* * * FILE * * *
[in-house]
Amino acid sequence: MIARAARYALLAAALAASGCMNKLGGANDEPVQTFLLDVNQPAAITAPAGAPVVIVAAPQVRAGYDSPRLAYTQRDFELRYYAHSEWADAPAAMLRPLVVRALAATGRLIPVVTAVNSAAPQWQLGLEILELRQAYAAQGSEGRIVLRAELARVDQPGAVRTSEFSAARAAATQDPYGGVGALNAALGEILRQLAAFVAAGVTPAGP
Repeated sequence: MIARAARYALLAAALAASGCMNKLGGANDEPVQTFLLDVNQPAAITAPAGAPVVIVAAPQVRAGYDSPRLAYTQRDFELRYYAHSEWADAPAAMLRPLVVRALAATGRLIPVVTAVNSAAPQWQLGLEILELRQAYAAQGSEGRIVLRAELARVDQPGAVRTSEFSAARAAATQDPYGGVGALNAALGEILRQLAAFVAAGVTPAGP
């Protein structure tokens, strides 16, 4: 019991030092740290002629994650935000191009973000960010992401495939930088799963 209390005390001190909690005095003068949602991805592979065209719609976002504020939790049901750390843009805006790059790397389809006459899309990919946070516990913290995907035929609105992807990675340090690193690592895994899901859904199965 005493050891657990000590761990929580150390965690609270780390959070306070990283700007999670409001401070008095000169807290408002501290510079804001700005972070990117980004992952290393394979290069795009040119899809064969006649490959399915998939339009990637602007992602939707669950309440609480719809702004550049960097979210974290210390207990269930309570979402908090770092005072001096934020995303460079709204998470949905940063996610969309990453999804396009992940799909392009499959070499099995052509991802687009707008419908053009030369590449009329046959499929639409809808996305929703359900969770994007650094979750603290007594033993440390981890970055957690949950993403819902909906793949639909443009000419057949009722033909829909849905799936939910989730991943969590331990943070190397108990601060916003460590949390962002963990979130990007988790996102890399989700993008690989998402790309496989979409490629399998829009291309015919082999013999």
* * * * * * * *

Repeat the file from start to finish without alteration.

[in-house]
Amino acid sequence: MIARAARYALLAAALAASGCMNKLGGANDEPVQTFLLDVNQPAAITAPAGAPVVIVAAPQVRAGYDSPRLAYTQRDFELRYYAHSEWADAPAAMLRPLVVRALAATGRLIPVVTAVNSAAPQWQLGLEILELRQAYAAQGSEGRIVLRAELARVDQPGAVRTSEFSAARAAATQDPYGGVGALNAALGEILRQLAAFVAAGVTPAGP
Repeated sequence: MIARAARYALLAAALAASGCMNKLGGANDEPVQTFLLDVNQPAAITAPAGAPVVIVAAPQVRAGYDSPRLAYTQRDFELRYYAHSEWADAPAAMLRPLVVRALAATGRLIPVVTAVNSAAPQWQLGLEILELRQAYAAQGSEGRIVLRAELARVDQPGAVRTSEFSAARAAATQDPYGGVGALNAALGEILRQLAAFVAAGVTPAGP
């Protein structure tokens, strides 16, 4: 019991030092740290002629994650935000191009973000960010992401495939930088799963 209390005390001190909690005095003068949602991805592979065209719609976002504020939790049901750390843009805006790059790397389809006459899309990919946070516990913290995907035929609105992807990675340090690193690592895994899901859904199965 005493050891657990000590761990929580150390965690609270780390959070306070990283700007999670409001401070008095000169807290408002501290510079804001700005972070990117980004992952290393394979290069795009040119899809064969006649490959399915998939339009990637602007992602939707669950309440609480719809702004550049960097979210974290210390207990269930309570979402908090770092005072001096934020995303460079709204998470949905940063996610969309990453999804396009992940799909392009499959070499099995052509991802687009707008419908053009030369590449009329046959499929639409809808996305929703359900969770994007650094979750603290007594033993440390981890970055957690949950993403819902909906793949639909443009000419057949009722033909829909849905799936939910989730991943969590331990943070190397108990601060916003460590949390962002963990979130990007988790996102890399989700993008690989998402790309496989979409490629399998829009291309015919082999013999």